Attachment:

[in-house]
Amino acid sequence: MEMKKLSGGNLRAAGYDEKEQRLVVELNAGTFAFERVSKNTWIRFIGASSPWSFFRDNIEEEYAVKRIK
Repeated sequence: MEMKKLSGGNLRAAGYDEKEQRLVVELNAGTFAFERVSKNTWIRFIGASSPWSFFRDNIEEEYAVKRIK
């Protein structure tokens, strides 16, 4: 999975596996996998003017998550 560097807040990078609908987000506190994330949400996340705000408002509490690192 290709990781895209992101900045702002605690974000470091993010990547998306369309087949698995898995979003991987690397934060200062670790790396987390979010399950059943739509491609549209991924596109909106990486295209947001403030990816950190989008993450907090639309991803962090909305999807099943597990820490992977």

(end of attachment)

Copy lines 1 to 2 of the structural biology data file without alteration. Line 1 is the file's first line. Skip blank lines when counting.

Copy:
[in-house]
Amino acid sequence: MEMKKLSGGNLRAAGYDEKEQRLVVELNAGTFAFERVSKNTWIRFIGASSPWSFFRDNIEEEYAVKRIK